• Are you familiar with an organization called 'Staying Alive is Not Enough'? There is a meme on Facebook that talks bad about Tilapia. It says Dioxin is found in Tilapia. Can you refer me to studies which disprove this?

    No, I am not familiar with the organization you mention. However, untrue memes on Facebook and other social media need to be addressed as people read them and it starts a knee-jerk reaction.

    If you are familiar with the website Snopes, they have written an article which provides links to the FDA, a Harvard professor of nutrition, and the US National Institute of Health which sheds a more balanced approach to the information about tilapia.

    Unfortunately many people today, prefer to have their information in bitesize pieces and don't want to do the research or read potentially lengthy medical journals. The adage of 'everything in moderation' still holds true today.

© 2011 Mary Wickison


    0 of 8192 characters used
    Post Comment
    • Blond Logic profile imageAUTHOR

      Mary Wickison 

      19 months ago from Brazil

      Hi Ale,

      I have changed the settings on the page and you can contact me.

      If you look at my profile, you will see a link to contact the author.

      I look forward to hearing from you.

    • profile image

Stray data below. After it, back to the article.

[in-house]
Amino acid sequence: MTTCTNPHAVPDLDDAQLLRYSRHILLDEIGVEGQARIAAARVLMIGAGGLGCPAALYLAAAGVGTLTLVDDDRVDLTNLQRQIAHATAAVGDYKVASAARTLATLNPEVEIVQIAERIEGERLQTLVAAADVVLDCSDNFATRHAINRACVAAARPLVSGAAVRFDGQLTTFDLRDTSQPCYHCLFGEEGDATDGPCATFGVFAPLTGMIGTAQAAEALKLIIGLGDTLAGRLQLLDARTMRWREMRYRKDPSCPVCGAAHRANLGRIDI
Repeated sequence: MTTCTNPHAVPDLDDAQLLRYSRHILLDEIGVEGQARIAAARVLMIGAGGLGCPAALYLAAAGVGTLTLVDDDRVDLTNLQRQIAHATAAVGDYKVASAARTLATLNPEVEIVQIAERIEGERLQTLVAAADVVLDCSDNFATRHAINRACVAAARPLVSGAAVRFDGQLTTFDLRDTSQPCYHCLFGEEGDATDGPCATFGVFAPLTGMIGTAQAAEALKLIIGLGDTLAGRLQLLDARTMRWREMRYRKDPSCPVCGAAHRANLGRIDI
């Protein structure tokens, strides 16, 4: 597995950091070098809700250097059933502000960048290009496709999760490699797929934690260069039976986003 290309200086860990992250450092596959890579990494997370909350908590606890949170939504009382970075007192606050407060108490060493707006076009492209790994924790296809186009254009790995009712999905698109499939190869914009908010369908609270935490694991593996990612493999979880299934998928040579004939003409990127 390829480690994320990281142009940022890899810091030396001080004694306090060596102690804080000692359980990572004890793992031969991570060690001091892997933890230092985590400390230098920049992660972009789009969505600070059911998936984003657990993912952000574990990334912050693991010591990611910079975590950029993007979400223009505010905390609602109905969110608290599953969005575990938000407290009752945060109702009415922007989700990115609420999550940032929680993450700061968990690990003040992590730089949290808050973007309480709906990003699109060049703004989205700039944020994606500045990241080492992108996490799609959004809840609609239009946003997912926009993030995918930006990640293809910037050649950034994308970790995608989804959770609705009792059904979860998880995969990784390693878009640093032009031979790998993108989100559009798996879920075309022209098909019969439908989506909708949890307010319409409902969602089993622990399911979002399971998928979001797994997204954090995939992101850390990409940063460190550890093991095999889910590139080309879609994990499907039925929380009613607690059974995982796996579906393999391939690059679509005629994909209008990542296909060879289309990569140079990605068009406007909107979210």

19 months ago

      Hi there. We live in Ceara and we have a small tilapia farm too. Can we meet to share experience?

    • Blond Logic profile imageAUTHOR

      Mary Wickison 

      2 years ago from Brazil

      Hello Kaung,

      I am pleased my experience on our farm was useful to you. Good luck to you in your fish farming.

    • profile image

      Kaung Myat 

      2 years ago

      Thanks to your idea, Author. It will be very valuable information for me. Thanks a million.

    • Blond Logic profile imageAUTHOR

      Mary Wickison 

      2 years ago from Brazil

      Hi Gary,

      Yes, it is something we considered doing. The biggest downfall is where we live, our UV index is in the extreme category. Plus we get strong winds so only very hardy plants can withstand that. Also where we live, is rural and the local market is only strong for products they have been consuming all their lives. It is very hard to introduce new veg without a sustained advertising campaign. We raise 10,000 tilapia and we don't have workers here. It is just myself and my husband who is 67 and an amputee. The extra work would be just too much for us.

      I do agree, for someone who is younger, it is something which could be very profitable.

      Our farm is now for sale because we are finding it all too much.

    • profile image

      Gary O. 

      2 years ago

      Why are you wasting the best part of the fish?

      Have you never looked at Aquaponics?

      You can grow, 60,000 fish, and so many tons of produce, and the produce is free, as the fish have given them everything they need to grow.

    • Blond Logic profile imageAUTHOR

      Mary Wickison 

      3 years ago from Brazil

      Hi Bill,

      Yes and no. We did for a few years. Four years of drought and counting have made us rethink our plans. We now are coconut farmers. We have planted 400+ dwarf coconut trees for the coconut water. We have another year to go before they will be producing.

      One thing about us farmers, we need to stay flexible with our plans.

    • billybuc profile image

      Bill Holland 

      3 years ago from Olympia, WA

      I was just reading on your profile that you raise these fish for a business? How fascinating....my goodness, the things I don't know. Volumes! :) Anyway, from one small farmer to you, bravo!